ACHD is in process of updating open burning rules

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ACHD is in process of updating open burning rules

Postby Wilberforce » Thu Jul 03, 2014 8:01 pm

Wednesday, July 2, 2014
Speak up: ACHD is in process of updating open burning rules
Particulate matter, carbon monoxide and volatile organic compounds (VOCs) are just a few of the unhealthy pollutants found in the smoke drifting off of our campfires and out of our wood-stoves. That list goes on for three pages and, to a camper and marshmallow roaster like me, this is wholly discouraging.

No one wants to see that the warm, fuzzy scene evoked by cozy gatherings around a fire pit may not paint the whole picture. The good news: Taking a minute to understand the risks won't take away your favorite fall pastime altogether.

While campfires always release pollution, there are ways to make them better -- and make them better we must. Wood burning, indoors and out, is on the rise and the health impacts are significant. According to the American Lung Association: "Besides particle pollution, wood burning also produces carbon monoxide, nitrogen oxides, sulfur dioxide, and even toxic air pollution. Studies have found that wood smoke leads to coughing and shortness of breath, decreases in lung function, and aggravated asthma and may even cause cancer."

In many parts of Pennsylvania, where our air routinely receives a failing grade from the American Lung Association and our kids suffer from higher-than-average rates of asthma, burning wood (or, even worse, illegally burning leaves, debris and trash) exacerbates the problem.

Allegheny County currently bans wood burning only on bad air days. The problem with enforcement is, do you know what today's air quality level is? It matters what you burn, how you burn it -- and when.

While we prepare to testify at a hearing in support of the Environmental Protection Agency's (EPA) proposed clean power rule (join us!) and fight to bring big air polluters into compliance with air quality regulations, let's not lose sight of the air closest to home -- in our back yards -- and make sure we aren't part of the problem.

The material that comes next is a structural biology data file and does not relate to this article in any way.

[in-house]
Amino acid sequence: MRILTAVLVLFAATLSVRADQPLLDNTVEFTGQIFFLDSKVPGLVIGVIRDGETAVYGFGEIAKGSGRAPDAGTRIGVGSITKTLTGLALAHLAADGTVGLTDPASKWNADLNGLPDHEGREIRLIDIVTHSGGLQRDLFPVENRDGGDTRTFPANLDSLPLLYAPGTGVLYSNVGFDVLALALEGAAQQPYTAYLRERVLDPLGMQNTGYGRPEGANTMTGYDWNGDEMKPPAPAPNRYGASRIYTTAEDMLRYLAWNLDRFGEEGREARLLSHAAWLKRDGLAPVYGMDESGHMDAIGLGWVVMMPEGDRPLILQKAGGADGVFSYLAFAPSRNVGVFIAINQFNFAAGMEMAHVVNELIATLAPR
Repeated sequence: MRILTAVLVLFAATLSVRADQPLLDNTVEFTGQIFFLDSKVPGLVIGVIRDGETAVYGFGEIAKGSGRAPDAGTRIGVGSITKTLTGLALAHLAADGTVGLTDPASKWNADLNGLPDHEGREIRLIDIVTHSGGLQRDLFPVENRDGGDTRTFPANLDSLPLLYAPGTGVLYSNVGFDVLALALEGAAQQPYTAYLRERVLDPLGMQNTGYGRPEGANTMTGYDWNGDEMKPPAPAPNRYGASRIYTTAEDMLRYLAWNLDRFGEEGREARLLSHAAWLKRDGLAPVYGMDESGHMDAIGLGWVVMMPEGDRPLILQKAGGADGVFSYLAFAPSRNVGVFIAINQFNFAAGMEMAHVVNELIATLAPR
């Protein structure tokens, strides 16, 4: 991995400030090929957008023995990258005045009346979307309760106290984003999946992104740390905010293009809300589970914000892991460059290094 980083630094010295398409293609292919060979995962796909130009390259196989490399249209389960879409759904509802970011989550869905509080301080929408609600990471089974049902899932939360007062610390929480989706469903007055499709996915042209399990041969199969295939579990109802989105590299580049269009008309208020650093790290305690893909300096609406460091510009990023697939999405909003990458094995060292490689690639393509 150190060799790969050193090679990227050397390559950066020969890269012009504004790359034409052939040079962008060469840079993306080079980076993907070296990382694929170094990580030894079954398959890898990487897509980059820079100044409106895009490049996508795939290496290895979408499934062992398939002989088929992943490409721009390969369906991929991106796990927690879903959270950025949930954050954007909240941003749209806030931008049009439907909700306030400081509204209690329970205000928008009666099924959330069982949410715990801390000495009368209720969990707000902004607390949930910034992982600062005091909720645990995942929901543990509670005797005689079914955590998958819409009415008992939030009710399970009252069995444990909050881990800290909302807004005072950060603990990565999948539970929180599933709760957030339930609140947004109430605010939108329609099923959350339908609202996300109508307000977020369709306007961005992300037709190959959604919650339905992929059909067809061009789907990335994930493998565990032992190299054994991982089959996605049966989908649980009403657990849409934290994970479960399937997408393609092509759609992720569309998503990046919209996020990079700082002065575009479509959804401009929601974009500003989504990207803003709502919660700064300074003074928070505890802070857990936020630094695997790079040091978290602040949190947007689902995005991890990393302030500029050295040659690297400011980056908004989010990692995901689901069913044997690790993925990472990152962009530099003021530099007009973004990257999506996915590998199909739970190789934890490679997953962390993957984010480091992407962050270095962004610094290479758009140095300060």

In Allegheny County, the Health Department is in the process of updating its open burning regulations. Now is your chance to speak up in favor of clean air. You can submit public comments through Monday July 7. As they are currently written, the regulations allow for only clean, dry wood to be burned, which will help cut down on smoke and particulate matter but will not eliminate the problem altogether.

PennFuture recommends that in addition to working to reduce pollution from open burning in Allegheny County, more education needs to take place to connect the dots between the air we breathe and our health. Our cities, in particular, struggle to keep particle pollution within a safe range, especially on hot summer days. If you’re considering building a fire outdoors, check the air quality index first to make sure you’re not making a bad day even worse.

Valessa Souter-Kline is PennFuture's western Pennsylvania outreach coordinator and is based in Pittsburgh. She tweets @ValessaSK.

source
http://pffacts.blogspot.com/2014/07/spe ... ating.html
• The Surgeon General has determined that there is no safe level of exposure to ambient smoke!

• If you smell even a subtle odor of smoke, you are being exposed to poisonous and carcinogenic chemical compounds!

• Even a brief exposure to smoke raises blood pressure, (no matter what your state of health) and can cause blood clotting, stroke, or heart attack in vulnerable people. Even children experience elevated blood pressure when exposed to smoke!

• Since smoke drastically weakens the lungs' immune system, avoiding smoke is one of the best ways to prevent colds, flu, bronchitis, or risk of an even more serious respiratory illness, such as pneumonia or tuberculosis! Does your child have the flu? Chances are they have been exposed to ambient smoke!
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Wilberforce
 
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